When arresting someone in the UK, you might be entitled to do so under several different laws. For a 'citizen's arrest', you would be using PACE (the Police and Criminal Evidence Act) of 1981 section 24a. A police officer would use section 24 most of the time, although some other laws (like 'drink driving' laws) might contain separate powers of arrest.

To arrest somebody, an UK police officer would need to have reasonable suspicion of a crime having been committed (whether in the past, present, or a 'reasonable suspicion' of a crime about to be committed), and a reason for the arrest. A valid reason for arrest might be a need for further investigation, a risk of escape, a risk of harm to a person, loss of property / damage to property, harm to a child or vulnerable person, ascertainment of name and address etc.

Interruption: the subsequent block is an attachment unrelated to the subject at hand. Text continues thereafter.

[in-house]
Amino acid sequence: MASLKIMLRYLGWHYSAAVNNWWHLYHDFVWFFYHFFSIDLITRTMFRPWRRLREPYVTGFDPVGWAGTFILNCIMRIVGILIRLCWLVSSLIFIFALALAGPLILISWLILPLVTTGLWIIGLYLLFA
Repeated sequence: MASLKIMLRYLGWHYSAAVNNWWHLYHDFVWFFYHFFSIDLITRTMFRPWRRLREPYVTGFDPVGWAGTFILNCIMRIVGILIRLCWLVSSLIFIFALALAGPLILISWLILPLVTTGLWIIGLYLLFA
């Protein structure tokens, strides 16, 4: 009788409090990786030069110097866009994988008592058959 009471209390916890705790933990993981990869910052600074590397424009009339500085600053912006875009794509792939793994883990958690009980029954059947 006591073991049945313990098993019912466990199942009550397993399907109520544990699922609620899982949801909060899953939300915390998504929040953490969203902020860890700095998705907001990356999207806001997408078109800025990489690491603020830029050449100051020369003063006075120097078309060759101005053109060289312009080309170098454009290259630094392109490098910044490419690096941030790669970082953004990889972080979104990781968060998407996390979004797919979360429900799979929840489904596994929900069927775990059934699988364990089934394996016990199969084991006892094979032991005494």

Upon arrest, an officer would have to read the person they are arresting their 'caution'. This is the UK equivalent of the Miranda Rights.

The caution, in full, is "You do not have to say anything, but it may harm your defence if you do not mention when questioned something which you may later rely on in court. Anything you do say may be given in evidence".